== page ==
There is a time for being ahead, a time for being behind;
a time for being in motion, a time for being at rest;
a time for being vigorous, a time for being exhausted;

A stupid source of pride for me has always been defiance in the face of illness; to keep working and pushing myself as if I’m healthy. If I feel like I’m getting sick, I’ll prepare for it by taking extra work home just in case I’m not able to make it into the office the next day, and then work just as hard from home when I should be resting. This time was different, though.

In the past, the “wasted” time of a day spent in bed would have gnawed at me as I’d think about all of the work left undone. But this time, the lines from Chapter 29 came to mind, specifically: “a time for being vigorous, a time for being exhausted.” One of the many benefits I’ve gained from studying the Tao Te Ching is a profound respect for the duality of this existence. In order to truly appreciate being healthy, I recognize that I must also know what it means to be sick. And allowing myself to be sick involves accepting that it will take time for the illness to run its course and for my body to return to health. Even though I didn’t turn on my laptop, I don’t remember ever having a more productive sick day. My job that day was simply to be sick and I did it well.  

Along with giving my body and mind an overdue day of rest, I caught a glimpse of something else that day: contentment. While ambition and desire can be great motivators for success, I’ve found they are also the sources of disappointment and dissatisfaction when we fail to balance them. They train us to view every moment as an opportunity for advancement, but chide us when we hesitate or fall short. They keep our eyes on the future at the expense of appreciating the here and now. When you’re always thinking about what’s next, contentment becomes an illusion that’s just around the corner instead of a reality that’s right in front of your face.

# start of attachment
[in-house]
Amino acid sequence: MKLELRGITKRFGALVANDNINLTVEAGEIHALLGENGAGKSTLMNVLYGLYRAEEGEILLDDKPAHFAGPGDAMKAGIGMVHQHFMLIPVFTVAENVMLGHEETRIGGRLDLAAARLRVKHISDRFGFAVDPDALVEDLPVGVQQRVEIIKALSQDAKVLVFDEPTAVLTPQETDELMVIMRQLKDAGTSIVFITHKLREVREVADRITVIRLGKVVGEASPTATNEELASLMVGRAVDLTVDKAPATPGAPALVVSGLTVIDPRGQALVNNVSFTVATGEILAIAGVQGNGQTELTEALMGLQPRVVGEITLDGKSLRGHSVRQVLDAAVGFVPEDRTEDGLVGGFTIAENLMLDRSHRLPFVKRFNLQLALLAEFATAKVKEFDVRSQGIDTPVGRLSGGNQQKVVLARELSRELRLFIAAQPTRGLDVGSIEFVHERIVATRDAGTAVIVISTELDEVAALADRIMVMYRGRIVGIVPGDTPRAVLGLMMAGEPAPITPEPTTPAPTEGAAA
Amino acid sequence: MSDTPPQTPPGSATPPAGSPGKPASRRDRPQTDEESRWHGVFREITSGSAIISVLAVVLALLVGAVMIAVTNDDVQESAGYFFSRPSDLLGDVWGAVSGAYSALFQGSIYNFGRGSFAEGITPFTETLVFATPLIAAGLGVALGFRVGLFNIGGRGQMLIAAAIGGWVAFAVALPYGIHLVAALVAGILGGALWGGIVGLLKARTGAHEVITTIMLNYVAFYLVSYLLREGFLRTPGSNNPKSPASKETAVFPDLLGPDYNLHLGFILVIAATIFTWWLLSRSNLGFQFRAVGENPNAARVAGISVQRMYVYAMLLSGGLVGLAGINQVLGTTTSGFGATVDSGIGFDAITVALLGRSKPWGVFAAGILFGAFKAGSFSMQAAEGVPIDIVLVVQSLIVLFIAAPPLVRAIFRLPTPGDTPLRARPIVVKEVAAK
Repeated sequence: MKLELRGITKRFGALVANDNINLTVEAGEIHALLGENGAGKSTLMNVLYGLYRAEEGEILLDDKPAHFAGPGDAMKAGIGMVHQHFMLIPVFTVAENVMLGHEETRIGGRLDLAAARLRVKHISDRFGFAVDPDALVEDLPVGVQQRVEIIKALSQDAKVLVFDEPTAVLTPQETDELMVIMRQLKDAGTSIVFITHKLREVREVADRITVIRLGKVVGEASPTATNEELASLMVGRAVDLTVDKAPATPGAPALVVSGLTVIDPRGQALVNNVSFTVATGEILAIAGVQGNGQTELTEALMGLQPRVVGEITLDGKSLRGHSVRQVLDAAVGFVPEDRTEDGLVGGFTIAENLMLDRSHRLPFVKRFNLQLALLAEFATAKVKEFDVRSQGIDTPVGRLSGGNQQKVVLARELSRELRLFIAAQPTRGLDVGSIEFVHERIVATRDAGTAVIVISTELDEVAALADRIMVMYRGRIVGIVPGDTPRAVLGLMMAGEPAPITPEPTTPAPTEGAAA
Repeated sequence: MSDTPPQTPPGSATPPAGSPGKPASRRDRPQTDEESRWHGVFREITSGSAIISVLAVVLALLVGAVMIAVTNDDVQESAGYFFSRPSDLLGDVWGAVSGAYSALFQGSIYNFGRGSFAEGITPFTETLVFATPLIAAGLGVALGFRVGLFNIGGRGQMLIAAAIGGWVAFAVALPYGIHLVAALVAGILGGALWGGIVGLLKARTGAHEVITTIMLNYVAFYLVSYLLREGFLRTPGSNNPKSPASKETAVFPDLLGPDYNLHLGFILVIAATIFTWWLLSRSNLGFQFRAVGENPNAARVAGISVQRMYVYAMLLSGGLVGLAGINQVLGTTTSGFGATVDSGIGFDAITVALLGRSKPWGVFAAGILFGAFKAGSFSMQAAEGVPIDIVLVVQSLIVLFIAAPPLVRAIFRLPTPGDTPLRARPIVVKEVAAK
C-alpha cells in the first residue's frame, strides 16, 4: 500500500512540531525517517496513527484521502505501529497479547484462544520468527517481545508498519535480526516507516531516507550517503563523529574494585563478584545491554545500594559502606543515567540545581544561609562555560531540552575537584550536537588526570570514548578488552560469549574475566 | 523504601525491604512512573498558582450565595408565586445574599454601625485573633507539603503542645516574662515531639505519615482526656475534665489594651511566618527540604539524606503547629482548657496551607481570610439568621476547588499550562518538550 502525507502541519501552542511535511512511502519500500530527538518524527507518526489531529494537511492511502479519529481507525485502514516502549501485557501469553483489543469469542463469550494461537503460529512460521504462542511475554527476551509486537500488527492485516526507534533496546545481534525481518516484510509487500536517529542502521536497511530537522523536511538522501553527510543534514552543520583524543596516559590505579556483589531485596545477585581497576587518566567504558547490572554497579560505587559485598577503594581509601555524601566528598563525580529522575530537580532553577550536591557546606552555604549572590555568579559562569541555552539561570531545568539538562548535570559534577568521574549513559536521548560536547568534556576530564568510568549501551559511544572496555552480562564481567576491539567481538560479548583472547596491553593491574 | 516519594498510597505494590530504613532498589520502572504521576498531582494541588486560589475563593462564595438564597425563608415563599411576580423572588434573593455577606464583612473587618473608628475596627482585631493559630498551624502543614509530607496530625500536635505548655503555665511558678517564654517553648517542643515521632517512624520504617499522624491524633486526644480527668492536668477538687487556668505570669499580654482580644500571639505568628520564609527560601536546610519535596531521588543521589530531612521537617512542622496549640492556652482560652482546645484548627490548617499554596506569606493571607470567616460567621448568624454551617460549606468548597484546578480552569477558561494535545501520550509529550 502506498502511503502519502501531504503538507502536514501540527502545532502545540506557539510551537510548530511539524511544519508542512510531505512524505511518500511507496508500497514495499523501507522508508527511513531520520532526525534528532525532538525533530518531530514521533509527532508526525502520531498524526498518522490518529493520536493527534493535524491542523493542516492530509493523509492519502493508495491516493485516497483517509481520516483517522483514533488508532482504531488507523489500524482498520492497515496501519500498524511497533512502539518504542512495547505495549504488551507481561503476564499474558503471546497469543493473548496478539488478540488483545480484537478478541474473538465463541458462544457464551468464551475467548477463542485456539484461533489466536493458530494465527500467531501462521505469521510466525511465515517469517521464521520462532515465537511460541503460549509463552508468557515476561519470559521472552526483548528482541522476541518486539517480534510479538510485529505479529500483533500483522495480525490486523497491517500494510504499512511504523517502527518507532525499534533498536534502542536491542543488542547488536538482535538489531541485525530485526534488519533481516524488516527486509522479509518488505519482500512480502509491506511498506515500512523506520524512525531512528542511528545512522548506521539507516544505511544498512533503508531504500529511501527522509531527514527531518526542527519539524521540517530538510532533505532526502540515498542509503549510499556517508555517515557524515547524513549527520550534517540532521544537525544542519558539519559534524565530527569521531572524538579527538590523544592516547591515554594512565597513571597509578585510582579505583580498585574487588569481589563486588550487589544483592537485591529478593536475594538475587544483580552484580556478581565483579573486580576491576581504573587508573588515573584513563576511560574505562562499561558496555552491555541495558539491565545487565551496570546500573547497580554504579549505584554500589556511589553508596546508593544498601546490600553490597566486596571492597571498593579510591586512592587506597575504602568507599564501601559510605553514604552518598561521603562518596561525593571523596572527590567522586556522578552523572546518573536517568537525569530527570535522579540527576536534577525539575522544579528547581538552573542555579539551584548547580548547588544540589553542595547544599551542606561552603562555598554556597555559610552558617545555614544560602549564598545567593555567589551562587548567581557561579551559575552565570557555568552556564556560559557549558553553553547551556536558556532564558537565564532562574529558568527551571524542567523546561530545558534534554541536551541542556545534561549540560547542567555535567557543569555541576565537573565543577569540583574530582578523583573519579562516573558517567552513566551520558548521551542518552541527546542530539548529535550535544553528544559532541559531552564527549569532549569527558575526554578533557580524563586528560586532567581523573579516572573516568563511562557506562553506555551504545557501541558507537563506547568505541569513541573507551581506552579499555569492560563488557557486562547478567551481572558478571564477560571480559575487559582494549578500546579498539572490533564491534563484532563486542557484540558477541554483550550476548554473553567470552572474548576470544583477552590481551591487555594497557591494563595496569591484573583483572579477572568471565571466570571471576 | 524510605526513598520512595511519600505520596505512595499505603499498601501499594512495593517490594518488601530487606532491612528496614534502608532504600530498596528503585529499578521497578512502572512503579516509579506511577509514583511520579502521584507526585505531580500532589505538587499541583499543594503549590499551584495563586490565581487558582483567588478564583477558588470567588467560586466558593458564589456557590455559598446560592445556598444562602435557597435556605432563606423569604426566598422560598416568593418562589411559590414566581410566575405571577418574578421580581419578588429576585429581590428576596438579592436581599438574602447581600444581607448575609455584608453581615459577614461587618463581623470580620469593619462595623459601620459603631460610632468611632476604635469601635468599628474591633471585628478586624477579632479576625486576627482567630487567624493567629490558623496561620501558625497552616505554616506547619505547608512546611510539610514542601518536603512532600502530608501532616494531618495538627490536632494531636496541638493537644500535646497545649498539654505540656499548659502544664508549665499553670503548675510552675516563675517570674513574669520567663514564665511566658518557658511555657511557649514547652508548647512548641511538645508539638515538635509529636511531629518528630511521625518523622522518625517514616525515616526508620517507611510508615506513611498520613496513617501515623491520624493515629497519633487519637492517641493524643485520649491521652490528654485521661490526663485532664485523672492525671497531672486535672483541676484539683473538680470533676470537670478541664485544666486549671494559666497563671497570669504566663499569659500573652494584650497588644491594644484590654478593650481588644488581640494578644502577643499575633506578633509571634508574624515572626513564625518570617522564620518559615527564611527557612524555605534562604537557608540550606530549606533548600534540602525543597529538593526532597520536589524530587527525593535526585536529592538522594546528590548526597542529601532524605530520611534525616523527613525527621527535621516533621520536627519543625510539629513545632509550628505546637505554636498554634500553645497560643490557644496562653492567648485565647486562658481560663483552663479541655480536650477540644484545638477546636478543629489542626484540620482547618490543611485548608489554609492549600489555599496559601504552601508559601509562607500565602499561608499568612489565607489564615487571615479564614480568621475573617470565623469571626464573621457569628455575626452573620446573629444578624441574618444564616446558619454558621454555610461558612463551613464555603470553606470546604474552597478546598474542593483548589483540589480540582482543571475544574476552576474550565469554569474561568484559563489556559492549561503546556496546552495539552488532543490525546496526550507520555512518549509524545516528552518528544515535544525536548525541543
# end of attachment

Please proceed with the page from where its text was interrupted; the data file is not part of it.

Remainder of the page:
It seems strange to find contentment in being sick, but that’s what happened when I switched off my ambition and desire for a bit. For me, it’s just another example of what’s possible when I slow down and allow myself to experience the present moment. Being sick obviously isn’t as fun as being healthy, but it’s still a reminder that I’m alive.

Photo courtesy Sundaram Ramaswamy, licensed under Creative Commons